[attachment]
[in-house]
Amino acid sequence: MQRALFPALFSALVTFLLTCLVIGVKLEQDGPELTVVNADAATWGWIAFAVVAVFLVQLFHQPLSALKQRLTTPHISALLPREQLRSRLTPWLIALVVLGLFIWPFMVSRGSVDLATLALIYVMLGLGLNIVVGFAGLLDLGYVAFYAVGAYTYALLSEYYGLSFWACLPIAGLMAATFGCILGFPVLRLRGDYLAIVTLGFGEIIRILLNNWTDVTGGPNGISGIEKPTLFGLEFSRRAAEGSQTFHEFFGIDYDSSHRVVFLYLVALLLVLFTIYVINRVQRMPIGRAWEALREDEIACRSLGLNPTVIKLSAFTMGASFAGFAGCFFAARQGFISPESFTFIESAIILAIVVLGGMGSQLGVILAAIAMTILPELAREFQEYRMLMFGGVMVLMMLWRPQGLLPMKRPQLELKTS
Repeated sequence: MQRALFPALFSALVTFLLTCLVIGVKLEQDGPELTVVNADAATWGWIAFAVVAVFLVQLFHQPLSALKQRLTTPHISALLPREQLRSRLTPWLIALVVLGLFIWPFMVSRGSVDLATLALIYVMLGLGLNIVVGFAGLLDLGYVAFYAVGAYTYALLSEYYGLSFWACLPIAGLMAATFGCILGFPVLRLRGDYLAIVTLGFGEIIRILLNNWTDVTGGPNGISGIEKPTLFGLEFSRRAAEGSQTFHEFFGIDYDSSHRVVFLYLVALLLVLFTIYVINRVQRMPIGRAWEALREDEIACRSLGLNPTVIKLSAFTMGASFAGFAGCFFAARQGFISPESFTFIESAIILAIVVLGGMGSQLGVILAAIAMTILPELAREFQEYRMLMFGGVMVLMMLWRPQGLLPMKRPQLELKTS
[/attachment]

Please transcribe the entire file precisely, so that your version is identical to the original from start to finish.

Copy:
[in-house]
Amino acid sequence: MQRALFPALFSALVTFLLTCLVIGVKLEQDGPELTVVNADAATWGWIAFAVVAVFLVQLFHQPLSALKQRLTTPHISALLPREQLRSRLTPWLIALVVLGLFIWPFMVSRGSVDLATLALIYVMLGLGLNIVVGFAGLLDLGYVAFYAVGAYTYALLSEYYGLSFWACLPIAGLMAATFGCILGFPVLRLRGDYLAIVTLGFGEIIRILLNNWTDVTGGPNGISGIEKPTLFGLEFSRRAAEGSQTFHEFFGIDYDSSHRVVFLYLVALLLVLFTIYVINRVQRMPIGRAWEALREDEIACRSLGLNPTVIKLSAFTMGASFAGFAGCFFAARQGFISPESFTFIESAIILAIVVLGGMGSQLGVILAAIAMTILPELAREFQEYRMLMFGGVMVLMMLWRPQGLLPMKRPQLELKTS
Repeated sequence: MQRALFPALFSALVTFLLTCLVIGVKLEQDGPELTVVNADAATWGWIAFAVVAVFLVQLFHQPLSALKQRLTTPHISALLPREQLRSRLTPWLIALVVLGLFIWPFMVSRGSVDLATLALIYVMLGLGLNIVVGFAGLLDLGYVAFYAVGAYTYALLSEYYGLSFWACLPIAGLMAATFGCILGFPVLRLRGDYLAIVTLGFGEIIRILLNNWTDVTGGPNGISGIEKPTLFGLEFSRRAAEGSQTFHEFFGIDYDSSHRVVFLYLVALLLVLFTIYVINRVQRMPIGRAWEALREDEIACRSLGLNPTVIKLSAFTMGASFAGFAGCFFAARQGFISPESFTFIESAIILAIVVLGGMGSQLGVILAAIAMTILPELAREFQEYRMLMFGGVMVLMMLWRPQGLLPMKRPQLELKTS